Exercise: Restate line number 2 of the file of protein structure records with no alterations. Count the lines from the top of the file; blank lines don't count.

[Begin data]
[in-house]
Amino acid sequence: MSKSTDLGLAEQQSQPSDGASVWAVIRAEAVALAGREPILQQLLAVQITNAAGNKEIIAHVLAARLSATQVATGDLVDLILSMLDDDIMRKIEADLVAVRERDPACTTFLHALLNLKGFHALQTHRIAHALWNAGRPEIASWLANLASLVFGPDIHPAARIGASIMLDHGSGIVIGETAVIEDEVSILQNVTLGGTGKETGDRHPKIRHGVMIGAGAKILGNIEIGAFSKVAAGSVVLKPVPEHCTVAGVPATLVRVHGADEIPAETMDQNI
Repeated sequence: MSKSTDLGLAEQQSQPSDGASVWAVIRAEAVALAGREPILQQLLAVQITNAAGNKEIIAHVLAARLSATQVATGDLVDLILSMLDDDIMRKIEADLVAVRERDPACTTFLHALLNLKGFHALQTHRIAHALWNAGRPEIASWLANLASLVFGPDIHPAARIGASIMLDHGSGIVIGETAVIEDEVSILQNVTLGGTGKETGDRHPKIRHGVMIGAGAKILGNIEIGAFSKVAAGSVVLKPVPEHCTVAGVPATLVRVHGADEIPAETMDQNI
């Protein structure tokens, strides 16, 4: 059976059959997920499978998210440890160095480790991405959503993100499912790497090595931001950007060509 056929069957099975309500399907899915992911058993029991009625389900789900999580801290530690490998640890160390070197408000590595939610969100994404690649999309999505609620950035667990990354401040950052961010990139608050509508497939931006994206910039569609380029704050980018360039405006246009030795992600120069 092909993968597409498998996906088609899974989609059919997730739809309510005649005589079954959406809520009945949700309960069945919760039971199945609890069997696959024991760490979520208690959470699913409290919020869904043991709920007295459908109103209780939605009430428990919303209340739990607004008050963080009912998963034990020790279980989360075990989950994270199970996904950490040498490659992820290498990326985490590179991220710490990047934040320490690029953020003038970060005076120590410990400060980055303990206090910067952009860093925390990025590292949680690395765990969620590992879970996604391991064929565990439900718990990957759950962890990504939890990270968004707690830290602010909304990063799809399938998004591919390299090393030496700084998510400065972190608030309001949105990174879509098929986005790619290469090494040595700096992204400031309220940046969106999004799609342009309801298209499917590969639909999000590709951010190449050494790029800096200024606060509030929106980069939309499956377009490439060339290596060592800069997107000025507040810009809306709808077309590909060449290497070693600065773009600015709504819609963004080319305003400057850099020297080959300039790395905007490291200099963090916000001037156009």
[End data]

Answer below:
Amino acid sequence: MSKSTDLGLAEQQSQPSDGASVWAVIRAEAVALAGREPILQQLLAVQITNAAGNKEIIAHVLAARLSATQVATGDLVDLILSMLDDDIMRKIEADLVAVRERDPACTTFLHALLNLKGFHALQTHRIAHALWNAGRPEIASWLANLASLVFGPDIHPAARIGASIMLDHGSGIVIGETAVIEDEVSILQNVTLGGTGKETGDRHPKIRHGVMIGAGAKILGNIEIGAFSKVAAGSVVLKPVPEHCTVAGVPATLVRVHGADEIPAETMDQNI